Sometimes theologians put on a different “hat,” so to speak, and speak not as theologians but as scientists and say things that aren’t really theological such as “We know from revelation that God created the universe in seven days of twenty-four hours each about ten thousand years ago.” Actually, theology has no business saying that because the first chapters of Genesis are not supposed to be taken that literally. Even before modern science some Christian theologians such as Augustine (fourth and fifth centuries) knew that the “days” of Genesis were not twenty-four hour days.
So, yes, sometimes scientists say things that conflict with theology and sometimes theologians say things that conflict with science, but no, most of the time these conflicts are not real. The conflict is between scientists overstepping their boundaries and theologians overstepping theirs.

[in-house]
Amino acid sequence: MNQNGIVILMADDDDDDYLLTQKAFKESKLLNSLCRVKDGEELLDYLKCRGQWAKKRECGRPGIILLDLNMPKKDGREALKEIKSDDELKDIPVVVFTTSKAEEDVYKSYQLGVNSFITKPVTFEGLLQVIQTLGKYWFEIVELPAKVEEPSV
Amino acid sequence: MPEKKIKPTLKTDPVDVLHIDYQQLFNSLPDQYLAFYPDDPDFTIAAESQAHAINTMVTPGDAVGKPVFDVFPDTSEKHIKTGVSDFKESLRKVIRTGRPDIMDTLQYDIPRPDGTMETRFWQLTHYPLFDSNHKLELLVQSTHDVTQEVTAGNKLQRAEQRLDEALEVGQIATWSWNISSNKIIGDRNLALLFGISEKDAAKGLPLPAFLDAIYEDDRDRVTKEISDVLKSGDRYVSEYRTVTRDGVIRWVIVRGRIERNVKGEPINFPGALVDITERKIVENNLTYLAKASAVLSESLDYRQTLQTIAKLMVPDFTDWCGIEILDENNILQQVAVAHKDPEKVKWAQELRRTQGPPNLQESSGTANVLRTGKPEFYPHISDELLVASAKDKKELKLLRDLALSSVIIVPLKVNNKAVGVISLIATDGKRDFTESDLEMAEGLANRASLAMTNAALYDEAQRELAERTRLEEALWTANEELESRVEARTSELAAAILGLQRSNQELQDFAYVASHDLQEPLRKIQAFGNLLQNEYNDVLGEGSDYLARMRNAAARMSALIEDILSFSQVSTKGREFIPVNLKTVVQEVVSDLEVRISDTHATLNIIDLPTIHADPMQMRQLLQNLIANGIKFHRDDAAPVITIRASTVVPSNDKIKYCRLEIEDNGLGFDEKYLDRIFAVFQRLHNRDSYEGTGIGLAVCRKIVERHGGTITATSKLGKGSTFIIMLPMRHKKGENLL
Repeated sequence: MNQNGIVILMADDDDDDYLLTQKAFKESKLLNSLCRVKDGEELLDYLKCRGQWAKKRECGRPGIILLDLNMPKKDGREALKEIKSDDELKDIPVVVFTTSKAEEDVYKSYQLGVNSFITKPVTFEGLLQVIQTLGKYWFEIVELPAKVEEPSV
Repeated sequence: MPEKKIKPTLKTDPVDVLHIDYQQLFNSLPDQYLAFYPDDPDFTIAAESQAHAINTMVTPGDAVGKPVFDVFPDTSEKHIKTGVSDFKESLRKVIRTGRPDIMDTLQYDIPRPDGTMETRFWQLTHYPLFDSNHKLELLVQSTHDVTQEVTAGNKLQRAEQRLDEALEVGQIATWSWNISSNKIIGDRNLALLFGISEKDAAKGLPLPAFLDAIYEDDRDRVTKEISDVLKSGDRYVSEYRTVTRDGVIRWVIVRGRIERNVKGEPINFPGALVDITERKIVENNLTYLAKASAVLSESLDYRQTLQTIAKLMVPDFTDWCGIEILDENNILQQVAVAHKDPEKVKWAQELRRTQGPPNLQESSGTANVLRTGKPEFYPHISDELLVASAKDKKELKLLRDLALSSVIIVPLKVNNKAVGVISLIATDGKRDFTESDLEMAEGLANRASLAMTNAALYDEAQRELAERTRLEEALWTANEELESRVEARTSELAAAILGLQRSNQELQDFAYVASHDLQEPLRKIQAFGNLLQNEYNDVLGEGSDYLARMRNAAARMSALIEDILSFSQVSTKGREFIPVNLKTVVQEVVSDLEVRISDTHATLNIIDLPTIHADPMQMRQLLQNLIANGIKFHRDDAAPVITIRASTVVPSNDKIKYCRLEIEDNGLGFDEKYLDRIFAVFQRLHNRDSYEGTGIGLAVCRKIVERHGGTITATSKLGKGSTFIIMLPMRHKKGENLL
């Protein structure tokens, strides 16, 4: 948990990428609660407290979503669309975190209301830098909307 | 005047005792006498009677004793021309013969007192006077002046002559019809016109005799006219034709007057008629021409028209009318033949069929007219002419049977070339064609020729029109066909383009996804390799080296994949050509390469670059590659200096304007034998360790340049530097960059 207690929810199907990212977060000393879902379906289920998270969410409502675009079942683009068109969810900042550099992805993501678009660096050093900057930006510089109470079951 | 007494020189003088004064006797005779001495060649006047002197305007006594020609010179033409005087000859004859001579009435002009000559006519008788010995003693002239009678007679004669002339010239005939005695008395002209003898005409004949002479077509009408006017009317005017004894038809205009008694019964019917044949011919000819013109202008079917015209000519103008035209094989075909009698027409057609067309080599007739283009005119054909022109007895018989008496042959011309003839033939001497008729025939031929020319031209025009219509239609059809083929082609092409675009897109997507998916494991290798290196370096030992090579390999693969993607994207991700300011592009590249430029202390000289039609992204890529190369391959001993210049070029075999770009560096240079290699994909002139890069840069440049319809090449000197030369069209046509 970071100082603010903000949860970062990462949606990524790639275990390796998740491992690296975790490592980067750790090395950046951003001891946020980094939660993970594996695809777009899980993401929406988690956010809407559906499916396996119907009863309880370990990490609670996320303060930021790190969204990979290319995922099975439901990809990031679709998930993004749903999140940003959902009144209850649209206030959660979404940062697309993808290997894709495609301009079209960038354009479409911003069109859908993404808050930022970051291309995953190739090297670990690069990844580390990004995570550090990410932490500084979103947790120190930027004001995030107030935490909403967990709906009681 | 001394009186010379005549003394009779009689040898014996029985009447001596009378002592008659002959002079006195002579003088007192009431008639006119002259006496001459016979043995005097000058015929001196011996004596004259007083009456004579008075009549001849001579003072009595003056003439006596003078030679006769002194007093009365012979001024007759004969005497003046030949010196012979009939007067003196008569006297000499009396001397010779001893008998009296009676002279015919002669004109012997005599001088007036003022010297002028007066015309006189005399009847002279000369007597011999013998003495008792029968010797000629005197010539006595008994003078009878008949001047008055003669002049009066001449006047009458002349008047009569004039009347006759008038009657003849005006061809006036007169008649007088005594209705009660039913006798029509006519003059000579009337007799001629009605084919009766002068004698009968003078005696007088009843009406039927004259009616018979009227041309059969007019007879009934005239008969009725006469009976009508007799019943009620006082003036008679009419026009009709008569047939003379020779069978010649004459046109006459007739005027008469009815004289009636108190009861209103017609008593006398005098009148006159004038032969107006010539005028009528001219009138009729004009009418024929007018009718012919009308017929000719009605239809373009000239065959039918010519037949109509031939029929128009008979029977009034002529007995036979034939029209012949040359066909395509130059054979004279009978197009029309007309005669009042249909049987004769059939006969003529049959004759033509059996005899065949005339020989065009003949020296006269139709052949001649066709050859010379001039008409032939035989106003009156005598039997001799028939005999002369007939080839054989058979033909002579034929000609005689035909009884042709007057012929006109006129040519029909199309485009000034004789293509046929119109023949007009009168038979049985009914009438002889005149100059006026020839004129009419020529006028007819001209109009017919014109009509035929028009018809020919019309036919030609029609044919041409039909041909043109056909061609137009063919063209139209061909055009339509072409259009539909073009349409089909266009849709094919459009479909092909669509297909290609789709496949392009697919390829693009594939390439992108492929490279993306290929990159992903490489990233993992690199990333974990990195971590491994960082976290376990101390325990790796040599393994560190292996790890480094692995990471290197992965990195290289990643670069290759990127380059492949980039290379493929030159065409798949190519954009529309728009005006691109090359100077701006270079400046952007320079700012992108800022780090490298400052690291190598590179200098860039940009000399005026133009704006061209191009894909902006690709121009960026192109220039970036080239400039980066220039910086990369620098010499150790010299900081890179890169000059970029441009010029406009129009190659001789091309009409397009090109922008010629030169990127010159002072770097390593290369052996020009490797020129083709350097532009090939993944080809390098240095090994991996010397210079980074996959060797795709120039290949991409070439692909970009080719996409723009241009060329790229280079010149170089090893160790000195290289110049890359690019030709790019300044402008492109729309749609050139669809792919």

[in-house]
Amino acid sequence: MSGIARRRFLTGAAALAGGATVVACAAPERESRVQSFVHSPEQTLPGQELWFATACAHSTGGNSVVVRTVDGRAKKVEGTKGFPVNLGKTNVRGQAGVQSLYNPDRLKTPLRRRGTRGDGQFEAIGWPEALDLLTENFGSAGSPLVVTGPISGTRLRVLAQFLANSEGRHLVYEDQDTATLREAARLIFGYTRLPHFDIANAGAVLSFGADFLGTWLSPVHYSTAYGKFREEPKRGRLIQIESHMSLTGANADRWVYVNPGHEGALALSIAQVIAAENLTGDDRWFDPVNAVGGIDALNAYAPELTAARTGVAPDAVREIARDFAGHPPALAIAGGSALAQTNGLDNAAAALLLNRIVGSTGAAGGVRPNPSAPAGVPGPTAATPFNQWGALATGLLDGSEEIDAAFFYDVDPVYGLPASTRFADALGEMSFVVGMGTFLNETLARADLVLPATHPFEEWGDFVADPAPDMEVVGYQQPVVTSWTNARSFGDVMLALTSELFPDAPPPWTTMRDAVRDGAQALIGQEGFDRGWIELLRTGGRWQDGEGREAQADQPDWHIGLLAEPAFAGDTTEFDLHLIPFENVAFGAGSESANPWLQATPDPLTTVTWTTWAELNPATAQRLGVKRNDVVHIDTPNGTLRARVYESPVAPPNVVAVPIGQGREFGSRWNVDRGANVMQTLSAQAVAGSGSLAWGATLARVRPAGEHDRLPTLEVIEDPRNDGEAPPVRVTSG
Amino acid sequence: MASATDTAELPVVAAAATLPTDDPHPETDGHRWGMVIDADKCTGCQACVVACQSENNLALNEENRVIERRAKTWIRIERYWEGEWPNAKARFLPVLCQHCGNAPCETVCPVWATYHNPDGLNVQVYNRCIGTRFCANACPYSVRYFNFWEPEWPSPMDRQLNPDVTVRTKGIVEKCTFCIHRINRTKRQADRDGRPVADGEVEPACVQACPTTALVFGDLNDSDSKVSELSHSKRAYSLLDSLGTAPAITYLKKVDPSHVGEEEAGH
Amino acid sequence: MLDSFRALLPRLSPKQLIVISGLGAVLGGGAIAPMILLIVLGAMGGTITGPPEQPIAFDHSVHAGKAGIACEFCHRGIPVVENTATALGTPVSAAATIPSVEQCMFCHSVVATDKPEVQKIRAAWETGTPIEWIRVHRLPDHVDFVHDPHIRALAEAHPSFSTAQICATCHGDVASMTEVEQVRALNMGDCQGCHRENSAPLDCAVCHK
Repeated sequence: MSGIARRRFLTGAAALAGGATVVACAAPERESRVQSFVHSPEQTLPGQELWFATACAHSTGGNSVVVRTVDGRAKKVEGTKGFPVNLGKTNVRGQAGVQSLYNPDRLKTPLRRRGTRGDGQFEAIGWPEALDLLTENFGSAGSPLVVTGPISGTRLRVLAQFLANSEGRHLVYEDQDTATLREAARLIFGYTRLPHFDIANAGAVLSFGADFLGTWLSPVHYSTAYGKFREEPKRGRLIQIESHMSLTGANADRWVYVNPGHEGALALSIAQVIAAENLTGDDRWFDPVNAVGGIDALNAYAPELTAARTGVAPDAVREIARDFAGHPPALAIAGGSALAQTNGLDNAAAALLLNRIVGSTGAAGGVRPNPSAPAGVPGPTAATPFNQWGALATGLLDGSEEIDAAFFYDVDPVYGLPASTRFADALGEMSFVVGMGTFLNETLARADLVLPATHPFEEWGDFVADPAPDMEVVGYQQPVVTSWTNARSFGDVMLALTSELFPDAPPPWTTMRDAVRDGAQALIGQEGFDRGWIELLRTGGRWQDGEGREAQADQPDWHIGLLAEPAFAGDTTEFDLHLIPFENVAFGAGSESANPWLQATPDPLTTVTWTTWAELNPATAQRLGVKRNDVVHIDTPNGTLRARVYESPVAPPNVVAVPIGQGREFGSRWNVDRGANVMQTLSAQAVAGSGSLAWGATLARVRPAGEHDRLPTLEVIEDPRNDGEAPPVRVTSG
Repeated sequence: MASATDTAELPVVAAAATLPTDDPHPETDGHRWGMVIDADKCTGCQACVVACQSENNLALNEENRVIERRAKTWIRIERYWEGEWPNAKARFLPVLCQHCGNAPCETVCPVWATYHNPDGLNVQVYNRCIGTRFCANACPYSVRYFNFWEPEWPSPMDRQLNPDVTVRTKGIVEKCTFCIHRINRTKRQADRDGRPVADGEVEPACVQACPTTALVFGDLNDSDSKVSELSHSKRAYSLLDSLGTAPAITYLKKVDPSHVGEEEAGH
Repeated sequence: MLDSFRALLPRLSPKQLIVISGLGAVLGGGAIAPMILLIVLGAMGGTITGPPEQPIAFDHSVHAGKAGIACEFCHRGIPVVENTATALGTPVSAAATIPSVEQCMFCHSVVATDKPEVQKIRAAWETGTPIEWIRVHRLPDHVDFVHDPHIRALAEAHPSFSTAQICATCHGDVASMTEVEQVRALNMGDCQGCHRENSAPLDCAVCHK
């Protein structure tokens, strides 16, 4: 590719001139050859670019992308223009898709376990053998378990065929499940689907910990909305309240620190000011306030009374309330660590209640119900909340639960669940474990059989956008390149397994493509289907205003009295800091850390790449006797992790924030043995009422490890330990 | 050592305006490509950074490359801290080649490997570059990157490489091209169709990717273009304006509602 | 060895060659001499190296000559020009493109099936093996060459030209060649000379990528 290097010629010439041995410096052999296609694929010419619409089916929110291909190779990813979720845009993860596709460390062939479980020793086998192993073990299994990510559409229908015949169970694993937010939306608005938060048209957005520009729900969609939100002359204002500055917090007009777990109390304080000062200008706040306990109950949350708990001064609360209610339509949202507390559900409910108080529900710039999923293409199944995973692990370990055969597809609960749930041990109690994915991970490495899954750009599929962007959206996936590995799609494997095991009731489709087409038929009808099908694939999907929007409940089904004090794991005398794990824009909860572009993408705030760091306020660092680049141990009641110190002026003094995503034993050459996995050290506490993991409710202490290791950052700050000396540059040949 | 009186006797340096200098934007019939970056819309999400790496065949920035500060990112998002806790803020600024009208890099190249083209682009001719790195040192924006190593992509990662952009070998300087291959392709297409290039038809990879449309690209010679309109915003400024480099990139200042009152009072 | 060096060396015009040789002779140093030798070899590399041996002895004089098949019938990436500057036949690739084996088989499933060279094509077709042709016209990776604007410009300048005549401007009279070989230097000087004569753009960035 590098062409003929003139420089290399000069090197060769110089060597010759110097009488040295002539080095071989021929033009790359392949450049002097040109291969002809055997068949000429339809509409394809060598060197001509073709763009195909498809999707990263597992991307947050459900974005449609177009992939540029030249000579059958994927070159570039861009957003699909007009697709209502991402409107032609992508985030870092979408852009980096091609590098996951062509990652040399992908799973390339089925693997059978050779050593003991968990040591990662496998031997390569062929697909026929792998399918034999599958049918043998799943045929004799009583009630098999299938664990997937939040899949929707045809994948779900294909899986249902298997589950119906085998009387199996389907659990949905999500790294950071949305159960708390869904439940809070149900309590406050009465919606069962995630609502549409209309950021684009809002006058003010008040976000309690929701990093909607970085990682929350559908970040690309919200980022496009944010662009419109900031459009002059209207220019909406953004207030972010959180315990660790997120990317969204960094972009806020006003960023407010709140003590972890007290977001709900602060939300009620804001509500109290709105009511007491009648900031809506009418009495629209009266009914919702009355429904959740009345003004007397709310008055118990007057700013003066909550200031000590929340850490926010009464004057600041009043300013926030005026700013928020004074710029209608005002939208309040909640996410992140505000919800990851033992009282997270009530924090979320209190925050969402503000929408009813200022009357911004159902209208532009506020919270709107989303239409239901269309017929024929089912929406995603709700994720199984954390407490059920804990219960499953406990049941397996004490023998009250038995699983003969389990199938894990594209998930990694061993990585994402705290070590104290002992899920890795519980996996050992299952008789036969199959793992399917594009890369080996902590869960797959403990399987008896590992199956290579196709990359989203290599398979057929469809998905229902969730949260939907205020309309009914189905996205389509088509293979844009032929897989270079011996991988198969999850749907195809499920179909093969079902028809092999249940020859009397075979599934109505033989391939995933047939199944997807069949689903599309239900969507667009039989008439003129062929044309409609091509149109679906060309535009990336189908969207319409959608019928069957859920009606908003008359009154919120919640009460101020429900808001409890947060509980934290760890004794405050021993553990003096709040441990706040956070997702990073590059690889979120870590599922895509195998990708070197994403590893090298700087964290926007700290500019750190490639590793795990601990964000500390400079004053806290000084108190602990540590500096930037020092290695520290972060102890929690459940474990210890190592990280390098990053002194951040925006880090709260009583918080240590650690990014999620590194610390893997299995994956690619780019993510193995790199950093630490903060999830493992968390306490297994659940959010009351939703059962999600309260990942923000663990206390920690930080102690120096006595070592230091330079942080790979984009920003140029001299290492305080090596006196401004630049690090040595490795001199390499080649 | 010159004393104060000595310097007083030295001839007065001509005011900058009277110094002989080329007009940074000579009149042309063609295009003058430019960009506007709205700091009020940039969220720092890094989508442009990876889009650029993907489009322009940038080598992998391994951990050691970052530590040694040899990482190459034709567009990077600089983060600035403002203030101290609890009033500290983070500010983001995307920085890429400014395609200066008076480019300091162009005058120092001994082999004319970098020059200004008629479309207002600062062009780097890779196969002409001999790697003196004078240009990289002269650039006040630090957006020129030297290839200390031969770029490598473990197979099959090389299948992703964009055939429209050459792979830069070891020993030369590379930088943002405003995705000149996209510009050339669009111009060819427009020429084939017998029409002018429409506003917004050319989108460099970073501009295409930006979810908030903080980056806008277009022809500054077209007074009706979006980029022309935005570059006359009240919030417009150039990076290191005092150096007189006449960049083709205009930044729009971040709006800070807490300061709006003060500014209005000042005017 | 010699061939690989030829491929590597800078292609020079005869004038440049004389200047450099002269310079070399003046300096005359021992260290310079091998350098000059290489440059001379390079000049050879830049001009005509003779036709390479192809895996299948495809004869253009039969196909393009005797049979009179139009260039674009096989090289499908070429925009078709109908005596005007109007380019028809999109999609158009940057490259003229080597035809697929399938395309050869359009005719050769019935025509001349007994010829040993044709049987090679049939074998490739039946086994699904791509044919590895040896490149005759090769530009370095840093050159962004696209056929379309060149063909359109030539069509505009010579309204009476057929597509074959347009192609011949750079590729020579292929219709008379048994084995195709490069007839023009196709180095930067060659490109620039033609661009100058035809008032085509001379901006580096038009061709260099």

So what about the no answer? If something is truly a fact it has to be true because there cannot be false facts. And if something is really true, a fact, then both science and theology have to find room for it if it lies in their “domains.” Or they can ignore it if it does not.
For example, theology talks about angels and demons. They do not lie anywhere in science’s domain. Science does not study them. They are outside nature which is what science studies. Theologians should not expect scientists as scientists to include angels or demons in their repertoire of explanatory causes. There may be times when science cannot explain an event and theology might inform science that that particular event was “demonic” in nature. The scientist may or may not believe that, depending on his or her worldview.
For example, science talks about black holes. They do not lie anywhere in theology’s domain except that if they exist they fall somewhere under God’s creatorship and sovereignty. But theology does not expect science to deal with that theological truth.